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Planting frozen garlic cloves?

Posted by lecl4321 z5 (My Page) on
Sun, Aug 1, 10 at 23:00

A few weeks ago, an acquaintance was cleaning out his large storage freezer and he found a small paper bag full of garlic cloves (about 500 porcelain type garlic cloves). He offered them to me, knowing that I like garlic, and I took them with much thanks. If anyone is wondering, the reason why they were in the freezer, is that he severely broke his ankle last autumn before all of his garlic was planted, so he put the cloves in several paper bags and put the bags in his large freezer for planting in the spring, which he did. But apparently, he missed one of the bags, and just recently found it.

I would like to plant at least half of the cloves, instead of eating all of them.

The cloves all appear to be healthy, just frozen. I took a few cloves and planted them outside, and they have sprouted with vigorous growth, so the cloves are indeed still viable.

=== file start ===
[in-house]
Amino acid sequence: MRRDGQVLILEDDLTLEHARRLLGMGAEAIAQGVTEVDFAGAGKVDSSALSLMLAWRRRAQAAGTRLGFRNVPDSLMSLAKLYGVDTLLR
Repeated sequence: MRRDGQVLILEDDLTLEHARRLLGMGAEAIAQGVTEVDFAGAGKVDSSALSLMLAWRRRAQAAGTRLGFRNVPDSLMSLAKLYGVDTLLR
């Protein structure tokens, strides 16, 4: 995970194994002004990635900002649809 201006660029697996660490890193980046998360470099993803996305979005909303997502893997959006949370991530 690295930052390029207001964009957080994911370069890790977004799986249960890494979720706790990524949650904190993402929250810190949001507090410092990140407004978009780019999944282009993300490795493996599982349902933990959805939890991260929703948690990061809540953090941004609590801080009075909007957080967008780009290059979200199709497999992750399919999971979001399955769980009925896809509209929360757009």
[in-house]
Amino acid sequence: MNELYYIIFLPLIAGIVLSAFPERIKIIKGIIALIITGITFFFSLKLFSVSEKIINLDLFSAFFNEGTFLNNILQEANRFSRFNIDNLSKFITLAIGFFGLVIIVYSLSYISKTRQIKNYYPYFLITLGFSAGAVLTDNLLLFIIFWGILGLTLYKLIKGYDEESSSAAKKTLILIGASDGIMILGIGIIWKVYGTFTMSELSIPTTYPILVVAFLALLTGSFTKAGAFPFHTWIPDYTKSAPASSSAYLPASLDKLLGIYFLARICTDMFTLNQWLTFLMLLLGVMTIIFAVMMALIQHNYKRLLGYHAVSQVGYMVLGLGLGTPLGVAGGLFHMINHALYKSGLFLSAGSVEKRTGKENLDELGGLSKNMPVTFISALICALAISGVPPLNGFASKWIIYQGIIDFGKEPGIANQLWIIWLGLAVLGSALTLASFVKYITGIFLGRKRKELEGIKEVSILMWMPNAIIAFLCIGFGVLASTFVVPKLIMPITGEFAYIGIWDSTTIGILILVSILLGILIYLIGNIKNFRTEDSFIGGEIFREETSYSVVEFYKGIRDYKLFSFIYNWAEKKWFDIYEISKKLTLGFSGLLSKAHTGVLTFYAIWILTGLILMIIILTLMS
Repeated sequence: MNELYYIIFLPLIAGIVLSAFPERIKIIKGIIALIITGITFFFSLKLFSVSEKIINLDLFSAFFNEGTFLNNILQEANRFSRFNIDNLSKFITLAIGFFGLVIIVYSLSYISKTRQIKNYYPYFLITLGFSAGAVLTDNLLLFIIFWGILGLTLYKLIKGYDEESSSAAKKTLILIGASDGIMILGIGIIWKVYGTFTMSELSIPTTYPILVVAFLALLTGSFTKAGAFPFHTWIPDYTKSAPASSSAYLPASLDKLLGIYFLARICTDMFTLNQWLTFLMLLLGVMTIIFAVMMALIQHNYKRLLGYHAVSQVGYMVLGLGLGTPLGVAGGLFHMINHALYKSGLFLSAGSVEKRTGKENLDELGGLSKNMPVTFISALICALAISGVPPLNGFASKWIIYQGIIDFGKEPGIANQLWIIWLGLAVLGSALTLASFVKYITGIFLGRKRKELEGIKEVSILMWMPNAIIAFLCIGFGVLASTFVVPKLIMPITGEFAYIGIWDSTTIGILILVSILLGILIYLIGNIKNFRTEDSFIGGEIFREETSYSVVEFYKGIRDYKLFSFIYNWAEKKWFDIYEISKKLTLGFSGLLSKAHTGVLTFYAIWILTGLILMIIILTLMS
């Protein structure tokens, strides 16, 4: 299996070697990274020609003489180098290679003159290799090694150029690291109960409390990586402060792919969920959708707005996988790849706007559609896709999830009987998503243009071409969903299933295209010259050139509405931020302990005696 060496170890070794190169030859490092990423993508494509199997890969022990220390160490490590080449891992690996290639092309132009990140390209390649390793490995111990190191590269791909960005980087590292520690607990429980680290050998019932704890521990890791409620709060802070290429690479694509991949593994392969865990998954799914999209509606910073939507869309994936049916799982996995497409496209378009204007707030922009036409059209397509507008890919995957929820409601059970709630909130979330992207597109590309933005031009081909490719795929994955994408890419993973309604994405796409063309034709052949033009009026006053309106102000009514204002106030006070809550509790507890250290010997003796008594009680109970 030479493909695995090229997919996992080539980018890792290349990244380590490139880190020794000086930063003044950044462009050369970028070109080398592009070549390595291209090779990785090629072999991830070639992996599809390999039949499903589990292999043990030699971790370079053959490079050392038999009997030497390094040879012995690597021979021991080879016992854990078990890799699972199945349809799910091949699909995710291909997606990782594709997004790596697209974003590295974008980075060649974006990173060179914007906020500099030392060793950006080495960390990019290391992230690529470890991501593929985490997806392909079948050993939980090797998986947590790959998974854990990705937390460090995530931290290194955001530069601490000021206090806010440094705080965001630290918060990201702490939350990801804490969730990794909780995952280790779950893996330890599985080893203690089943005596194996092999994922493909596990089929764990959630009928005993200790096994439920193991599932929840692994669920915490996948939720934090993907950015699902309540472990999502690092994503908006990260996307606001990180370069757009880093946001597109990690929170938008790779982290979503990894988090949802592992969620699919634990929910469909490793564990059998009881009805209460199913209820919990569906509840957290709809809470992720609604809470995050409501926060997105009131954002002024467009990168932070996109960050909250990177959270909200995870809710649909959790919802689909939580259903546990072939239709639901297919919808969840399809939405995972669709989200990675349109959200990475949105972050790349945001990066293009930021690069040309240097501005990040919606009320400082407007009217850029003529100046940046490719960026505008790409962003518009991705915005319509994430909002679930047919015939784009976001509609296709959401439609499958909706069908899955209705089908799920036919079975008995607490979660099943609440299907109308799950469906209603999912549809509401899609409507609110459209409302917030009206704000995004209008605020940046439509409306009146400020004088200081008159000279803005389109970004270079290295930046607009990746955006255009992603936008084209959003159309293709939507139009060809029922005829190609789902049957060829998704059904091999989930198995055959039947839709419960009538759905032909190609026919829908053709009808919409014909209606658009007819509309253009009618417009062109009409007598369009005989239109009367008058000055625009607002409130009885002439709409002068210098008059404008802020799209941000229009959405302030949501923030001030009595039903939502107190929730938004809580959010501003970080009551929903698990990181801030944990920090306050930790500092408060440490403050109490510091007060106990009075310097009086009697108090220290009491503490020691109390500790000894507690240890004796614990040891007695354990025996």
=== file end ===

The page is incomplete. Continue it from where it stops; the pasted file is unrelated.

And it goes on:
If I plant the other cloves now, what will happen this winter? The days are getting shorter now, so I highly doubt if they will bulb up before winter, or will they? And will they survive the winter okay?

Or if I wait until fall to plant them, will the shock of going through a fake winter (freezer) and then a very short growing season before another winter, will the shock bother them?

Or should I just wait until next spring before planting them, and if I do wait, will they survive frozen for well over a year and a half?

Thanks for any replies.

Even if you don't have experience with this, a best guess would be better than nothing.

Follow-Up Postings:

RE: Planting frozen garlic cloves?

No experience with frozen cloves, but my feelings are if the cloves are sprouting then they are certainly viable. I would keep them frozen until October, and then plant them as usual. I can't see how the cold exposure will hurt them - it may actually help them. Unlike onions which may bolt if fooled by temperature changes, Porcelains are bolting annuals anyway. Planting now is too early and they will not bulb before winter in zone 5, and spring is too late and will produce small bulbs.


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